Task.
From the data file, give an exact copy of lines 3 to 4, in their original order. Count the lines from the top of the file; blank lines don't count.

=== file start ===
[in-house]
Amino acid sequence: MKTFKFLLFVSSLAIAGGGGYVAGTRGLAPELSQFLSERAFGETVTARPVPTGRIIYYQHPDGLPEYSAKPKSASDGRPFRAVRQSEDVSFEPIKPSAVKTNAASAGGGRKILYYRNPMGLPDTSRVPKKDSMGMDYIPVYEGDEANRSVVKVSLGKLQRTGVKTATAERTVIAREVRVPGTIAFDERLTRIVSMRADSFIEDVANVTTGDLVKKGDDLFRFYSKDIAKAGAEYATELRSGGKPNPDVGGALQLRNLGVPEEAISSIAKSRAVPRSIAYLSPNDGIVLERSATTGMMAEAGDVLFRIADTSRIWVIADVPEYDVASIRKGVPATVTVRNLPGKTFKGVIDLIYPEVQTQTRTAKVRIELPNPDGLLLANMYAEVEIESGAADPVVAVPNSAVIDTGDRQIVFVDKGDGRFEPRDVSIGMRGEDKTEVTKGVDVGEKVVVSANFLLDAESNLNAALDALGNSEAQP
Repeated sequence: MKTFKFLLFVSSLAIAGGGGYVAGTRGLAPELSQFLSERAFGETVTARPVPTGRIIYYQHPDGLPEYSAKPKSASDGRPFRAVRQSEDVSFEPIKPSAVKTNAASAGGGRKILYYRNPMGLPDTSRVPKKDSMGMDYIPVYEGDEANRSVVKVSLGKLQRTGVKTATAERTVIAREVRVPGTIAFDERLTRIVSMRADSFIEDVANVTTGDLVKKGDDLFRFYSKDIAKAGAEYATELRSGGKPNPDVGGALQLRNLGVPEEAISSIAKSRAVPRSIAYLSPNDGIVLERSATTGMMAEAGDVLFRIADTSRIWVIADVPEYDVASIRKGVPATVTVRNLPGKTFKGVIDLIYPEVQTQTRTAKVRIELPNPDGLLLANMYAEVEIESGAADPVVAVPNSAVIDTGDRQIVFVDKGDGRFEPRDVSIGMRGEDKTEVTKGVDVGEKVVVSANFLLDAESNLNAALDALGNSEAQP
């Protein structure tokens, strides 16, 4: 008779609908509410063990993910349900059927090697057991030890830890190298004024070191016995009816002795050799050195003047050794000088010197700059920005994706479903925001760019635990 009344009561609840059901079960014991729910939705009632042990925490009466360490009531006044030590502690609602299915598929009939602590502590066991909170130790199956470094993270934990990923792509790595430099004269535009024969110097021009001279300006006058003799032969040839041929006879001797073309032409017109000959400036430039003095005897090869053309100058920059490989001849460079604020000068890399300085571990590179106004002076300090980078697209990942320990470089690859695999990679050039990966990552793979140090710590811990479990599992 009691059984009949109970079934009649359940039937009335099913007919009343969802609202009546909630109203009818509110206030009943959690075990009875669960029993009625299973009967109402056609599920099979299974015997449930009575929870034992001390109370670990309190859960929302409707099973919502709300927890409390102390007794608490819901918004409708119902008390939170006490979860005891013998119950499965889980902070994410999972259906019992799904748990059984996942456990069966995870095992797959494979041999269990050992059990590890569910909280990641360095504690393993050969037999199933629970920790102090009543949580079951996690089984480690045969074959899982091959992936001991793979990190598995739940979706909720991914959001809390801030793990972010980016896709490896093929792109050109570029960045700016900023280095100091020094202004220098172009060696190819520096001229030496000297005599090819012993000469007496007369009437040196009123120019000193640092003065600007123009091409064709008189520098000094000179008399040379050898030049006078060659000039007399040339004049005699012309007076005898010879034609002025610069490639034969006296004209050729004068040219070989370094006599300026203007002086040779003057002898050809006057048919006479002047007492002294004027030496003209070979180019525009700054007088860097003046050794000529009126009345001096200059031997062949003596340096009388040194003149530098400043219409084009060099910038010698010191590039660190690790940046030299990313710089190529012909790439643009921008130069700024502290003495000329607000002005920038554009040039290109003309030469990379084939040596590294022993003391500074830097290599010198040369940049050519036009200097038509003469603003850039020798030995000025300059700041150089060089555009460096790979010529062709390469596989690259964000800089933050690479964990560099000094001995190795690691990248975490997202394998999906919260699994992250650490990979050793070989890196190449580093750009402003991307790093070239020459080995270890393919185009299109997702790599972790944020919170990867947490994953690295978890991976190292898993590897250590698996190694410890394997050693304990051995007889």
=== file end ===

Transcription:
Repeated sequence: MKTFKFLLFVSSLAIAGGGGYVAGTRGLAPELSQFLSERAFGETVTARPVPTGRIIYYQHPDGLPEYSAKPKSASDGRPFRAVRQSEDVSFEPIKPSAVKTNAASAGGGRKILYYRNPMGLPDTSRVPKKDSMGMDYIPVYEGDEANRSVVKVSLGKLQRTGVKTATAERTVIAREVRVPGTIAFDERLTRIVSMRADSFIEDVANVTTGDLVKKGDDLFRFYSKDIAKAGAEYATELRSGGKPNPDVGGALQLRNLGVPEEAISSIAKSRAVPRSIAYLSPNDGIVLERSATTGMMAEAGDVLFRIADTSRIWVIADVPEYDVASIRKGVPATVTVRNLPGKTFKGVIDLIYPEVQTQTRTAKVRIELPNPDGLLLANMYAEVEIESGAADPVVAVPNSAVIDTGDRQIVFVDKGDGRFEPRDVSIGMRGEDKTEVTKGVDVGEKVVVSANFLLDAESNLNAALDALGNSEAQP
């Protein structure tokens, strides 16, 4: 008779609908509410063990993910349900059927090697057991030890830890190298004024070191016995009816002795050799050195003047050794000088010197700059920005994706479903925001760019635990 009344009561609840059901079960014991729910939705009632042990925490009466360490009531006044030590502690609602299915598929009939602590502590066991909170130790199956470094993270934990990923792509790595430099004269535009024969110097021009001279300006006058003799032969040839041929006879001797073309032409017109000959400036430039003095005897090869053309100058920059490989001849460079604020000068890399300085571990590179106004002076300090980078697209990942320990470089690859695999990679050039990966990552793979140090710590811990479990599992 009691059984009949109970079934009649359940039937009335099913007919009343969802609202009546909630109203009818509110206030009943959690075990009875669960029993009625299973009967109402056609599920099979299974015997449930009575929870034992001390109370670990309190859960929302409707099973919502709300927890409390102390007794608490819901918004409708119902008390939170006490979860005891013998119950499965889980902070994410999972259906019992799904748990059984996942456990069966995870095992797959494979041999269990050992059990590890569910909280990641360095504690393993050969037999199933629970920790102090009543949580079951996690089984480690045969074959899982091959992936001991793979990190598995739940979706909720991914959001809390801030793990972010980016896709490896093929792109050109570029960045700016900023280095100091020094202004220098172009060696190819520096001229030496000297005599090819012993000469007496007369009437040196009123120019000193640092003065600007123009091409064709008189520098000094000179008399040379050898030049006078060659000039007399040339004049005699012309007076005898010879034609002025610069490639034969006296004209050729004068040219070989370094006599300026203007002086040779003057002898050809006057048919006479002047007492002294004027030496003209070979180019525009700054007088860097003046050794000529009126009345001096200059031997062949003596340096009388040194003149530098400043219409084009060099910038010698010191590039660190690790940046030299990313710089190529012909790439643009921008130069700024502290003495000329607000002005920038554009040039290109003309030469990379084939040596590294022993003391500074830097290599010198040369940049050519036009200097038509003469603003850039020798030995000025300059700041150089060089555009460096790979010529062709390469596989690259964000800089933050690479964990560099000094001995190795690691990248975490997202394998999906919260699994992250650490990979050793070989890196190449580093750009402003991307790093070239020459080995270890393919185009299109997702790599972790944020919170990867947490994953690295978890991976190292898993590897250590698996190694410890394997050693304990051995007889």